Thursday, January 24, 2008

Drug Wars VI

The politicians in this country have gone from the sublime to the ridiculous in the war on drugs. In an effort to cover the budgetary shortfalls in the State of New York, Democratic Governor Elliot Spitzer has included in his new budget a provision requiring taxes to be paid on illegal drugs sold in the state. Now while this tactic is nothing new and is currently being used by 29 states, it illustrates to me the bankruptcy of our political system and the true nature of the war on drugs. This war has never had anything to do with the health and safety of the public, but has always been a red herring for the politics of racism and for economic gain.

The bill sets a tax stamp rate for marihuana of $3.50 per gram, and of a controlled substance at $200 per gram or fraction thereof, whether pure or dilute. The tax is paid by the dealer, in advance of his or her receipt of the marihuana or controlled substance, through the purchase of tax stamps from the Department of Taxation and Finance (“Department”). Upon receipt of the product, the dealer must affix enough stamps to the packages of marihuana or the controlled substance in order to show the tax has been fully paid.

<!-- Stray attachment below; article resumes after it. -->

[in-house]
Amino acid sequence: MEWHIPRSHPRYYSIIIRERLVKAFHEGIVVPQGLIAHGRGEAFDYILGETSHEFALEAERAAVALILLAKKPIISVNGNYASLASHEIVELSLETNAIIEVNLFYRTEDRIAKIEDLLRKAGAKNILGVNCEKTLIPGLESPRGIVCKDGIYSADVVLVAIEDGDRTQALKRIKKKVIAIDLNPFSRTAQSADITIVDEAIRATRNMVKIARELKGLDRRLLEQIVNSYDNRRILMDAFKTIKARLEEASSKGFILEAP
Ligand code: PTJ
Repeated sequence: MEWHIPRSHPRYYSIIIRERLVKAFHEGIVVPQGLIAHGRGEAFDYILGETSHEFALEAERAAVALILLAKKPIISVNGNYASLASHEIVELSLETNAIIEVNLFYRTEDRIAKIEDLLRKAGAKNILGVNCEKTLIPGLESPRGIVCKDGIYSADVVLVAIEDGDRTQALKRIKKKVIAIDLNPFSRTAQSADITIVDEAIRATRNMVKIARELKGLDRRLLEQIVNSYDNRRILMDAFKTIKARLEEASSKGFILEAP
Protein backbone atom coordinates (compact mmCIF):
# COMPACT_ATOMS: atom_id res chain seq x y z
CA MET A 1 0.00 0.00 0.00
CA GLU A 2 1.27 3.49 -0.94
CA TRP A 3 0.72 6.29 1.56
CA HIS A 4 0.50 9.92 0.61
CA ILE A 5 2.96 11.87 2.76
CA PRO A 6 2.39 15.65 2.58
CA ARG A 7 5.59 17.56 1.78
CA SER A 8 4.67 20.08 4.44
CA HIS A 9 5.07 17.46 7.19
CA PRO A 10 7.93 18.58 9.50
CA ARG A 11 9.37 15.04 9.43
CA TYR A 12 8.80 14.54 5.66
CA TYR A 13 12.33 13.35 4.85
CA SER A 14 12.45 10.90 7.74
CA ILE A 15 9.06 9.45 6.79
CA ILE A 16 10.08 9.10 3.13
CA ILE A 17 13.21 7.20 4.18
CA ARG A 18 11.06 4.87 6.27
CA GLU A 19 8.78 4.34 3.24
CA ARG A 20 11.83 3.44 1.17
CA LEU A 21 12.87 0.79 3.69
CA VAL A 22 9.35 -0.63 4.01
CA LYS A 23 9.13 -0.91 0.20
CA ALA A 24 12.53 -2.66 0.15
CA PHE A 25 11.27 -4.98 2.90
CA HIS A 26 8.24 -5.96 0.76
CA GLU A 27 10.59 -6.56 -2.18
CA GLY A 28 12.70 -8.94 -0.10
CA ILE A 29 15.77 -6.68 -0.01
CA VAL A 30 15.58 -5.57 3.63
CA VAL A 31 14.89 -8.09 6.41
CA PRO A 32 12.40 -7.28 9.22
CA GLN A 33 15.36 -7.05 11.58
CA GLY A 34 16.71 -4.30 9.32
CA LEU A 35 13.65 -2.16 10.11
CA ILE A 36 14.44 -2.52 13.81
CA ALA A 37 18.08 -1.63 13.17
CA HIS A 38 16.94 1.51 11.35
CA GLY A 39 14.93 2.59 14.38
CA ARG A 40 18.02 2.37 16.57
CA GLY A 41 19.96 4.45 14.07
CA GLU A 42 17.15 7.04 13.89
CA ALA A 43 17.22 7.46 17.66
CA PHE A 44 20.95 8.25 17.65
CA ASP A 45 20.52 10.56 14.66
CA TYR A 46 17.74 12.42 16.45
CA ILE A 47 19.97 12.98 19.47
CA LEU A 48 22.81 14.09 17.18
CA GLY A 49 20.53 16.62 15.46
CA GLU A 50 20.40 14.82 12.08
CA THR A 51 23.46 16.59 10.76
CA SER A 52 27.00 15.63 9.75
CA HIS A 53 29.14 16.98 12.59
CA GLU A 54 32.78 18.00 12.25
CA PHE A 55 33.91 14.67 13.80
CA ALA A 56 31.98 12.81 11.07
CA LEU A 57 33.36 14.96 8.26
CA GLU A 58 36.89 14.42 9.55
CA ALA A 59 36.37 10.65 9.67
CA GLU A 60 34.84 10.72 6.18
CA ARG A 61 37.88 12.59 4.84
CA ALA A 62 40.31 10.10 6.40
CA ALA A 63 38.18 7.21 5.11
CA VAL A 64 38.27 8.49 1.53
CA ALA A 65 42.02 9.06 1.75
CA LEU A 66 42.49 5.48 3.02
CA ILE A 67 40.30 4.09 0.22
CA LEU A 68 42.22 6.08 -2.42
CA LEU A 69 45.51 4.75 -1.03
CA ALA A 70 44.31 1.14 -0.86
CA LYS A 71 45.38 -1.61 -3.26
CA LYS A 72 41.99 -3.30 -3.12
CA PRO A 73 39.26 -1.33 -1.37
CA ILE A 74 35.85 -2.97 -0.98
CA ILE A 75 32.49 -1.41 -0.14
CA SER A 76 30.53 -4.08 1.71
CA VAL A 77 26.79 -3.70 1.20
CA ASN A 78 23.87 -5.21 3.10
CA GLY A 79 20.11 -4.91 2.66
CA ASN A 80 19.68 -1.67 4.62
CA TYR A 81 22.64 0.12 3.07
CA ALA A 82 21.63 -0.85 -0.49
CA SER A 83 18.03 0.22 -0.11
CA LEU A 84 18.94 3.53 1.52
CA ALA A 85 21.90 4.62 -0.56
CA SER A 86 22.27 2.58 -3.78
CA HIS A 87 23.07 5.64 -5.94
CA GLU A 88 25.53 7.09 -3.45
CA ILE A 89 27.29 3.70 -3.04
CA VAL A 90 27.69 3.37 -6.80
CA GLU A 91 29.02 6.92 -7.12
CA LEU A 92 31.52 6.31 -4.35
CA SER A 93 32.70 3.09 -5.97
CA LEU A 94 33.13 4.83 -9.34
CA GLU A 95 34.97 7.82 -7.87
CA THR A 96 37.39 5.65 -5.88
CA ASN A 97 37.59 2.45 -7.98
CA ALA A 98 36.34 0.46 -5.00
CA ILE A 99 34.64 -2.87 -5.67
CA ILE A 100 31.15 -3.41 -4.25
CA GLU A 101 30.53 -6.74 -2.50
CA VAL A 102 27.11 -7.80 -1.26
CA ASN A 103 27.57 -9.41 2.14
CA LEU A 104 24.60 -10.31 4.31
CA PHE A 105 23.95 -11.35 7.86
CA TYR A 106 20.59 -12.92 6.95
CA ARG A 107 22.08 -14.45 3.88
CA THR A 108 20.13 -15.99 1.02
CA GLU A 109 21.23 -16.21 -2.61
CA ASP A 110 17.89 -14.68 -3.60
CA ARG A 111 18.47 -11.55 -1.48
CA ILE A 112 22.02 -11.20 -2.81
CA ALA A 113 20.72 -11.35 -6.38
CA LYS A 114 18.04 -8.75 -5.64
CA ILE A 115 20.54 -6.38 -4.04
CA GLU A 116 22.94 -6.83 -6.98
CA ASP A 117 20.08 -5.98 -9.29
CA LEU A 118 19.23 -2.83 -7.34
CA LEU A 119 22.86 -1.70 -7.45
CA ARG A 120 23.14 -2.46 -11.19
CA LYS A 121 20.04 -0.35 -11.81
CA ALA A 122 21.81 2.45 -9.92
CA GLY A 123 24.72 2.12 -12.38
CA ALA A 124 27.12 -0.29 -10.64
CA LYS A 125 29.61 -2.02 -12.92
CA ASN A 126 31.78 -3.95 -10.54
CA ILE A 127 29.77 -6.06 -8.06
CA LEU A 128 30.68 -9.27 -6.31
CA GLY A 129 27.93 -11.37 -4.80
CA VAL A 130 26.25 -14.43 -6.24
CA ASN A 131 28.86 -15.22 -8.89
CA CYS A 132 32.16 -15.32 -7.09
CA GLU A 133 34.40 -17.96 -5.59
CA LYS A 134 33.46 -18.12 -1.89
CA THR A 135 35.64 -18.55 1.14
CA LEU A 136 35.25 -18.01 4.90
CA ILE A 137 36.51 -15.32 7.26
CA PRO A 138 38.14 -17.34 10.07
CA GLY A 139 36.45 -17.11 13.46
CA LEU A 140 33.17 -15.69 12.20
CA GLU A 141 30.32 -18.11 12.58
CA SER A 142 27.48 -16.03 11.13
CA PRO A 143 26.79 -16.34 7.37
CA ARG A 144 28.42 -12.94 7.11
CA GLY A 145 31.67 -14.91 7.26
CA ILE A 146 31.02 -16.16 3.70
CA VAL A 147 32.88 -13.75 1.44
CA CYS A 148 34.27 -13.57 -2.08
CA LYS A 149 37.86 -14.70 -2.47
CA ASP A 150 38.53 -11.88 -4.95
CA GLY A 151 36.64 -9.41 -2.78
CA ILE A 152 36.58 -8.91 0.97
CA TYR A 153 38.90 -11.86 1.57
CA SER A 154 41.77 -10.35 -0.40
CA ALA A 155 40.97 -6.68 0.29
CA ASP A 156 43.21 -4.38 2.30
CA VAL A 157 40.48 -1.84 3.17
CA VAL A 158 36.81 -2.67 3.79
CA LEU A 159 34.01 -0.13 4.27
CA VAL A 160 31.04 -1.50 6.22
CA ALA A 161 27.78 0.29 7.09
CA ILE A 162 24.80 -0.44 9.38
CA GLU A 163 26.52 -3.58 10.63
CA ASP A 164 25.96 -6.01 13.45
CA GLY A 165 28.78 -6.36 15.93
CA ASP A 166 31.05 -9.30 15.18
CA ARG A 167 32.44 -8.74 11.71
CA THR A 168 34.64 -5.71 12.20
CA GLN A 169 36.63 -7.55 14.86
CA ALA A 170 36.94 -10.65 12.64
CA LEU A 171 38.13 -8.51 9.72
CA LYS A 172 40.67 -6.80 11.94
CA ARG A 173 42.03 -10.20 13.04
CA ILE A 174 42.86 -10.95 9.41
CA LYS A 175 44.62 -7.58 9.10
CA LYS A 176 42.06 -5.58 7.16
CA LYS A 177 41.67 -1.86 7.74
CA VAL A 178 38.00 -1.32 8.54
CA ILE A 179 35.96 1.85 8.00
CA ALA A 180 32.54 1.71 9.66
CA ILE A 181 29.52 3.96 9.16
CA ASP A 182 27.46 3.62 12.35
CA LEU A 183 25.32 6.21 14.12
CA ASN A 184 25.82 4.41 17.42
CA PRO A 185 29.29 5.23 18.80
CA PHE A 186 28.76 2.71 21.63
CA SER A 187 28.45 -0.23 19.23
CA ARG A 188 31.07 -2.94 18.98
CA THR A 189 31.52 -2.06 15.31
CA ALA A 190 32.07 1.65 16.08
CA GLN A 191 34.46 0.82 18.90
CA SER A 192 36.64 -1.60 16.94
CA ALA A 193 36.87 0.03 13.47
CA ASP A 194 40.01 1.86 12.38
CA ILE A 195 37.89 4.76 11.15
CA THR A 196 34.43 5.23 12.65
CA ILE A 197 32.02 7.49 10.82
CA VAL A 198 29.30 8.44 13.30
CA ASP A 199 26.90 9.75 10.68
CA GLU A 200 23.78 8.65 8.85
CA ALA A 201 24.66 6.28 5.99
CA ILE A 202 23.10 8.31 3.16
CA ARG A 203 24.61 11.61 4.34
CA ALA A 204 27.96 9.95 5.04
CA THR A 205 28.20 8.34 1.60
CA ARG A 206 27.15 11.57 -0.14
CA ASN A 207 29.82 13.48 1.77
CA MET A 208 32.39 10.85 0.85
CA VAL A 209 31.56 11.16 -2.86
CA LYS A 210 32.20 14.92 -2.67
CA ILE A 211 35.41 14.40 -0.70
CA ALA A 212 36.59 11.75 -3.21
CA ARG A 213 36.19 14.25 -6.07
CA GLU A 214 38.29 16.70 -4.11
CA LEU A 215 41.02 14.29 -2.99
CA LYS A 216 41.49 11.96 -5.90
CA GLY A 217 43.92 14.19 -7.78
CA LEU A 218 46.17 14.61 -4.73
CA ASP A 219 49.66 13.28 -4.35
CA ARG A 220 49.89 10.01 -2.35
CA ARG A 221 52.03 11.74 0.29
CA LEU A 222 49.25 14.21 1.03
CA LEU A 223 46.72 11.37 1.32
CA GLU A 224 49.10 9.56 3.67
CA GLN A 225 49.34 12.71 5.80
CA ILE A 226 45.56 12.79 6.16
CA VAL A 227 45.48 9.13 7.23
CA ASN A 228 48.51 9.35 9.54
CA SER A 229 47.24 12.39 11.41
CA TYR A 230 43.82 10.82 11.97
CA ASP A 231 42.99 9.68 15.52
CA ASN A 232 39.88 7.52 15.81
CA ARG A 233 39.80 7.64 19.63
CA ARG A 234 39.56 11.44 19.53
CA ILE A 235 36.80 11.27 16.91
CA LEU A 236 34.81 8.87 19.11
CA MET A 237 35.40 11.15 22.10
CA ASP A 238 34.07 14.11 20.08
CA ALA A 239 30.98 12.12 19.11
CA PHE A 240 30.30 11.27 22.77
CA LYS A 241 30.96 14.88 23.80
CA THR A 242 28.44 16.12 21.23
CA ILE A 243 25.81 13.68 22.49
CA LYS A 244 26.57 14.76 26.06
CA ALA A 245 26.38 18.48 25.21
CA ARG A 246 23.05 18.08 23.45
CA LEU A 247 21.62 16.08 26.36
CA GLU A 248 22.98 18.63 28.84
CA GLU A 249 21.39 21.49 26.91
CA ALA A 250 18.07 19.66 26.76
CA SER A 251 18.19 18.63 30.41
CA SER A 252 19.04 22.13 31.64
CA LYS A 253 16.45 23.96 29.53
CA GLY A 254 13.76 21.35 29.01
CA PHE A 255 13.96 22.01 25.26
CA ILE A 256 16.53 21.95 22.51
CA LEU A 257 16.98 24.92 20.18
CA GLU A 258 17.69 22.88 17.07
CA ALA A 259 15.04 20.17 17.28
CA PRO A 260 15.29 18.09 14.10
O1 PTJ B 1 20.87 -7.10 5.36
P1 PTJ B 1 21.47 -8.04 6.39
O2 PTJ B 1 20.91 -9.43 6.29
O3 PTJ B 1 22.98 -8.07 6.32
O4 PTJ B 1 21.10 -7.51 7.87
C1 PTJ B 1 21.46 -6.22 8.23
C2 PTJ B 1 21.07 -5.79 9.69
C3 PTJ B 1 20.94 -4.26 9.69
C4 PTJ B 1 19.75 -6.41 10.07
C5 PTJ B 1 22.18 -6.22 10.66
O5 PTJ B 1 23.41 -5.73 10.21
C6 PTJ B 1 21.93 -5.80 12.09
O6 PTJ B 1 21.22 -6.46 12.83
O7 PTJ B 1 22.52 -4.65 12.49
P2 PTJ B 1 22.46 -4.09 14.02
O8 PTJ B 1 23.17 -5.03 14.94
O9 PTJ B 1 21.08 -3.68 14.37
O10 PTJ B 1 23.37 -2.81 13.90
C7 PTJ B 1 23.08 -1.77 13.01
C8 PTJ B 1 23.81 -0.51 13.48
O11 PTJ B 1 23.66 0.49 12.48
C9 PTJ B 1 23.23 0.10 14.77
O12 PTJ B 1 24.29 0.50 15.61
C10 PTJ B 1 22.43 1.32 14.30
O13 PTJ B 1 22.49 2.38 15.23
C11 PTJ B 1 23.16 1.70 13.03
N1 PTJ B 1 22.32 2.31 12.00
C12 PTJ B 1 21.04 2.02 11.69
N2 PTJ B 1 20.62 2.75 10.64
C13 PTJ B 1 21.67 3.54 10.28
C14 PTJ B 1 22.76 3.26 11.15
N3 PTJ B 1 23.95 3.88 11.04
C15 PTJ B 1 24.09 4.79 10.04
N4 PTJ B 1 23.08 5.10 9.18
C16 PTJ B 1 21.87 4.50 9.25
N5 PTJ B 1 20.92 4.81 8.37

The Spitzer administration projects that the proposal would raise $13 million in the 2008-9 fiscal year and $17 million each year thereafter. According to the Spitzer administration, 29 other states have already passed laws imposing tax liability for controlled substances: Alabama, Arizona, Colorado, Connecticut, Florida, Georgia, Idaho, Illinois, Indiana, Iowa, Kansas, Kentucky, Louisiana, Maine, Massachusetts, Minnesota, Montana, Nebraska, Nevada, North Carolina, North Dakota, Oklahoma, Rhode Island, South Carolina, Tennessee, Texas, Utah, Wisconsin and Wyoming.[1]